Ruthenium-catalyzed β-alkylation of secondary alcohols with primary alcohols, α-alkylation of arylacetonitriles with primary alcohols and Markovnikov and anti-Markovnikov functionalization of terminal alkynes

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Ruthenium-catalyzed β-alkylation of secondary alcohols with primary alcohols, α-alkylation of arylacetonitriles with primary alcohols and Markovnikov and anti-Markovnikov functionalization of terminal alkynes

 

Author: Cheung, Hung-wai
Title: Ruthenium-catalyzed β-alkylation of secondary alcohols with primary alcohols, α-alkylation of arylacetonitriles with primary alcohols and Markovnikov and anti-Markovnikov functionalization of terminal alkynes
Degree: Ph.D.
Year: 2010
Subject: Hong Kong Polytechnic University -- Dissertations
Alcohols -- Synthesis.
Carbonyl compounds -- Synthesis.
Alkylation
Department: Dept. of Applied Biology and Chemical Technology
Pages: xxxviii, 300 p. : ill. ; 30 cm.
InnoPac Record: http://library.polyu.edu.hk/record=b2343006
URI: http://theses.lib.polyu.edu.hk/handle/200/5712
Abstract: A one-pot catalytic β-alkylation of secondary alcohols with primary alcohols to give higher alcohols with water as the only by-product is a highly desirable process. Cyclopentadienyl (Cp) ruthenium complexes ([CpRu(PPh₃)₂(CH₃CN)]⁺BF₄⁻(M1), CpRu(PPh₃)₂Cl (M2) and CpRu(dppm)Cl (M3) and hydrotris(pyrazolyl)borato (Tp) ruthenium complexes TpRu(PPh₃)₂Cl (M4) and [TpRu(dppm)(CH₃CN)]⁺BF₄⁻(M5) are found to be active catalysts for the β-alkylation of secondary alcohols with primary alcohols. Mechanistic aspects of the M1-M5-catalyzed reactions were investigated; the crucial hydrido complexes CpRu(PPh₃)₂H (M6), TpRu(PPh₃)₂H (M8), CpRu(dppm)H (M10) and TpRu(dppm)H (M11), which were formed by alkoxide attack at the metal center and subsequent β-elimination, were identified. Aldehydes and ketones were generated concomitantly. The reaction pathway is broadly similar to that of the common mechanism for the one-pot catalytic β-alkylation of secondary alcohols with primary alcohols involving alcohol oxidation, ketone alkylation and ketone reduction. Carbonyl complexes CpRu(PPh₃)(CO)Ph (M7) and TpRu(PPh₃)(CO)Ph (M9) resulting from aldehyde decarbonylation were formed in some cases, and surprisingly, they are also found to be active for the catalytic processes. Although not observed, the anionic metal hydride complex is believed to be the key intermediate of the catalytic process. The aminocyclopentadienyl-ruthenium complexes [(CpNMe₂)Ru(PPh₃)₂(CH₃CN)]⁺BF₄⁻ (M16) and [(CpNEt₂)Ru(PPh₃)₂(CH₃CN)]⁺BF₄⁻ (M17) were prepared by protonation of the hydride precursors, (CpNMe₂)Ru(PPh₃)₂H (M14) and (CpNEt₂)Ru(PPh₃)₂H (M15), with HBF₄.Et₂O in the presence of acetonitrile; the hydride complexes M14 and M15 were formed by reacting CpRu(PPhPPh₃)₂Cl (M2) with LiNR2 (R = CH₃, C₂H₅) in THF. X-ray crystallography study of M16 shows that the nitrogen atom of the aminocyclopentadienyl ligand is nearly coplanar with its substituents, which indicates delocalization of the lone pair electrons. M16 and M17 are found to be moderately active catalysts for α-alkylation of arylacetonitriles with primary alcohols; on the other hand, the analogous unsubstituted cyclopentadienyl ruthenium complex [CpRu(PPh₃)₂(CH₃CN)]⁺BF₄⁻(M1) shows very low catalytic activity. On the basis of experimental results and theoretical calculations, rationalization for the much higher catalytic activity of the aminocyclopentadienyl complexes over that of the unsubstituted Cp complex is provided. In the catalytic systems with the aminocyclopentadienyl-ruthenium complexes M16 and M17, it is possible to regenerate the active solvento species via protonation of the metal hydride intermediate and subsequent ligand substitution; this process is, however nonfacile in the catalytic system with the unsubstituted cyclopentadienyl ruthenium complex M1.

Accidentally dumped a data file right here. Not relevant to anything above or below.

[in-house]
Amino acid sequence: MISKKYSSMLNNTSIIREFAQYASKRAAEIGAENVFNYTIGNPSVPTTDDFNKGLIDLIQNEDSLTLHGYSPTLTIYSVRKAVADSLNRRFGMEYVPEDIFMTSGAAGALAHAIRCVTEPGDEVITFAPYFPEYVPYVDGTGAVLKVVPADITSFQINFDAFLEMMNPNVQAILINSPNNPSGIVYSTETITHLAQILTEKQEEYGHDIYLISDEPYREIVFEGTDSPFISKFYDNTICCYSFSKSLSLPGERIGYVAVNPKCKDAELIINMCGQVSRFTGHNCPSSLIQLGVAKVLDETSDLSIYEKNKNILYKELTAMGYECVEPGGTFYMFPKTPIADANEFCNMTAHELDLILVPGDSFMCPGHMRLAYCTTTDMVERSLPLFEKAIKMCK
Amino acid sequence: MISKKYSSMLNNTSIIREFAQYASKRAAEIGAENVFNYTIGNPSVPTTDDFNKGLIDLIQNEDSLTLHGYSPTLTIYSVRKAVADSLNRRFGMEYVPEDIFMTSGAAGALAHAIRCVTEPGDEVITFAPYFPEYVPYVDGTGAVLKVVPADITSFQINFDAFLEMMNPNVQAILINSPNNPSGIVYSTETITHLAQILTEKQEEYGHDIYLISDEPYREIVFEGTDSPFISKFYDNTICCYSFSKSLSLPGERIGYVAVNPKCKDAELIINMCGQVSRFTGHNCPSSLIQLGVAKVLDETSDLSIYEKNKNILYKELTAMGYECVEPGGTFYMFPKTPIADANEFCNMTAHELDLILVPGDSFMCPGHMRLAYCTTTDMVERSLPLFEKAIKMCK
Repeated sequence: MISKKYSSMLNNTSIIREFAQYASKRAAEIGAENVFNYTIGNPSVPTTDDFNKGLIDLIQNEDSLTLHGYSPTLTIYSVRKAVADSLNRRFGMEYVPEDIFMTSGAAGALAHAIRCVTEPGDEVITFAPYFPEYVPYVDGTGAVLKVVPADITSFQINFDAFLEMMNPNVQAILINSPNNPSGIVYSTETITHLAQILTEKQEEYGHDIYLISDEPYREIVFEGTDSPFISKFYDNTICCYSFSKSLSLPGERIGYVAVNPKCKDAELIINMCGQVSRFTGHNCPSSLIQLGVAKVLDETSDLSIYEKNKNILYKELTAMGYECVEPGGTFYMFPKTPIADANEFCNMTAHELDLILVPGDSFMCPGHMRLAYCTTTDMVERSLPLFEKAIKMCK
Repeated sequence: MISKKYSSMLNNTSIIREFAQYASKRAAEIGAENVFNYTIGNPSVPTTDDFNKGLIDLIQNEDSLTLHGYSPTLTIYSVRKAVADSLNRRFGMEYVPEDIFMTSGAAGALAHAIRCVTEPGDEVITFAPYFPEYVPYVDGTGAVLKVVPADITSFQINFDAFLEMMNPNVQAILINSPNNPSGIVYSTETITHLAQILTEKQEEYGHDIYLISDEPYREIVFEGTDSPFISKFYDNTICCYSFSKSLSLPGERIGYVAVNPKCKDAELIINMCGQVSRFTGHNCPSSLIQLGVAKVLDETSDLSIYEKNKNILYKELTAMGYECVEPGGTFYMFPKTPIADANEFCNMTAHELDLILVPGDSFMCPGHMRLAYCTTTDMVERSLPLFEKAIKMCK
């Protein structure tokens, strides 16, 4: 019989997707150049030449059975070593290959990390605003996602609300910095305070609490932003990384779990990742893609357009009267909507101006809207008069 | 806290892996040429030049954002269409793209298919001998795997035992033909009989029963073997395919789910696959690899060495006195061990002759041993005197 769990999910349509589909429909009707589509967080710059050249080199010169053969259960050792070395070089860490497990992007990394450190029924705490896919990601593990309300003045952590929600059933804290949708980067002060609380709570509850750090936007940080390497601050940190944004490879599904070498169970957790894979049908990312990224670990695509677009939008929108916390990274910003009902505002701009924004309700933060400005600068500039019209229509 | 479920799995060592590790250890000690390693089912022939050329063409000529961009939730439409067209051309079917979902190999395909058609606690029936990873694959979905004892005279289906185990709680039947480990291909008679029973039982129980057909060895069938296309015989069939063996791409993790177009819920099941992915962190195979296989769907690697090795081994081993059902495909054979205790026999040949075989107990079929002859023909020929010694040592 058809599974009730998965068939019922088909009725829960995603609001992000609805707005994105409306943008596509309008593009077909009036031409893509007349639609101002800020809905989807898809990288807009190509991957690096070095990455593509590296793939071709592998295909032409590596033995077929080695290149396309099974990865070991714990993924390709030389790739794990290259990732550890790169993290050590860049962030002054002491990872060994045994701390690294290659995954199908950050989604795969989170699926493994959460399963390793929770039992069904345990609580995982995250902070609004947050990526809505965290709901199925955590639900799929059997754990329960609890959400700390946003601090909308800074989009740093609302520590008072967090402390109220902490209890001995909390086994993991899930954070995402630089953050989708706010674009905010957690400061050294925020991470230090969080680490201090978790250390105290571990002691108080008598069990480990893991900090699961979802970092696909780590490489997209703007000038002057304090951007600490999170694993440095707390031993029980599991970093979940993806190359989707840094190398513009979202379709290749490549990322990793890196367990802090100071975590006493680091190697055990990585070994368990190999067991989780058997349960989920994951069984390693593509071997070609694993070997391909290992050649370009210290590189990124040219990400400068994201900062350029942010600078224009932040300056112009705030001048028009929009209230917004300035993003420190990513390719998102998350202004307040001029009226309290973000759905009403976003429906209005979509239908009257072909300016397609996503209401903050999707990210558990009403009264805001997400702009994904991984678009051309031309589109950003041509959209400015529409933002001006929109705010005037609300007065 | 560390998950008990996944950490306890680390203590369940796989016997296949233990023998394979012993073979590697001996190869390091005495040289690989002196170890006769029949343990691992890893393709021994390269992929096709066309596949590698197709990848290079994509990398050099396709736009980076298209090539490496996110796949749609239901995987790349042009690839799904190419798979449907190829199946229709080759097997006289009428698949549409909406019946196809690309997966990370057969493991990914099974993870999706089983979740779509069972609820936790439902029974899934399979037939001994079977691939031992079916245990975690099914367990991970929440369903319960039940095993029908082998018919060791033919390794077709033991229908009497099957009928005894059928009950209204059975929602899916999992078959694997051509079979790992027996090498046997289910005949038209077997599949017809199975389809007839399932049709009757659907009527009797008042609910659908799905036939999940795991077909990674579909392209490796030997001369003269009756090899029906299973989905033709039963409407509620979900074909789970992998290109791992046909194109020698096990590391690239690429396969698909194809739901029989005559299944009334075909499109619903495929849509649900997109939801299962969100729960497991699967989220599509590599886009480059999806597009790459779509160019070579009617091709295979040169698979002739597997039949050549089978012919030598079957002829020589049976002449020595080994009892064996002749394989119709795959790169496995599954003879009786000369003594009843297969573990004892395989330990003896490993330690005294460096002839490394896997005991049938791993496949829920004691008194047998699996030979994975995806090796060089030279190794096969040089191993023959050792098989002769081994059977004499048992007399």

Tp-ruthenium (II) diphosphinoamino complex TpRu(4-CF₃C₆H₄N(PPh₂)₂)OTf (M24) is prepared by chloride abstraction from its chloride precursor TpRu(4-CF₃C₆H₄N(PP₃)₂)Cl (M21) using AgOTf in THF as the solvent; the chloride precursor M21 is formed by reacting TpRu(PPh₃)₂Cl (M4) with 4-CF₃C₆H₄N(PPh₂)₂in toluene. The molecular structures of M21 and M22 are determined by X-ray crystallography. M24 is found to be an active catalyst for the 2-alkenylation of 1,3-dicarbonyl compounds with terminal alkynes in Markovnikov manner. The ³¹P{¹ H}NMR monitoring experiment shown that, M24 reacts with terminal alkyne to give the vinylidene complex [TpRu(4-CF₃C₆H₄N(PPh₂)₂)(=C=CHR)]⁺OTf⁻. Under the reaction conditions, the vinylidene complex is deprotonated by adventitious water in the substrates to afford the alkynyl complex TpRu(4-CF₃C₆H₄N(PPh₂)₂)(C≡CR), which is the dominant metal-containing species throughout the catalytic process; the alkynyl complex by itself, however, is not the active species as demonstrated by an independent experiment. It is proposed that, triflate acid (H₃O⁺OTf⁻) generated by the deprotonation of the vinylidene moiety of [TpRu(4-CF₃C6H₄N(PPh₂)₂)(=C=CHR)]⁺OTf⁻ by H₂O reacts with other species presence in the catalytic system to form a new acidic species suspected to be [diagram: see article file for the details of the abstract] (B⁺). To a very small extent, the alkynyl complex is partially protonated by B⁺ to generate very minute amount of the vinylidene complex, which at the reaction temperature equilibrates with its Ƞ²-alkyne tautomer; the latter is immediately attacked by the 1,3-dicarbonyl compound or its enol form originated from B⁺ and in close vicinity. The molecular structures of the intermediates in the M24-catalyzed 2-alkenylation of acetylacetone with phenylacetylene are determined by X-ray crystallography. Secondary amines also add to terminal alkynes yielding the corresponding enamines under the influence of M24. Similarly, displacement of the triflate ligand in M24 by the terminal alkyne affords the vinylidene complex [TpRu(4-CF₃C₆H₄N(PPh₂)₂)(=C=CHR)]⁺OTf⁻. In the presence of amine the vinylidene complex is expected to be in equilibrium with the alkynyl complex TpRu(4-CF₃C₆H₄N(PPh₂)₂)(C≡CR); the equilibrium lies predominately to the side of the latter, which is the most stable metal-containing species throughout the catalysis. The vinylidene complex undergoes nucleophilic attack by the amine at the α-carbon to afford an α-aminovinylruthenium species. Protonlysis of the intermediate regenerates the catalytic cycle. In contrast to the result of the M24-catalyzed 2-alkenylation of 1,3-dicarbonyl compounds with terminal alkynes to yield Markovnikov products, M24 catalyzes hydroamination of terminal alkynes to enamines in anti- Markovnikov fashion.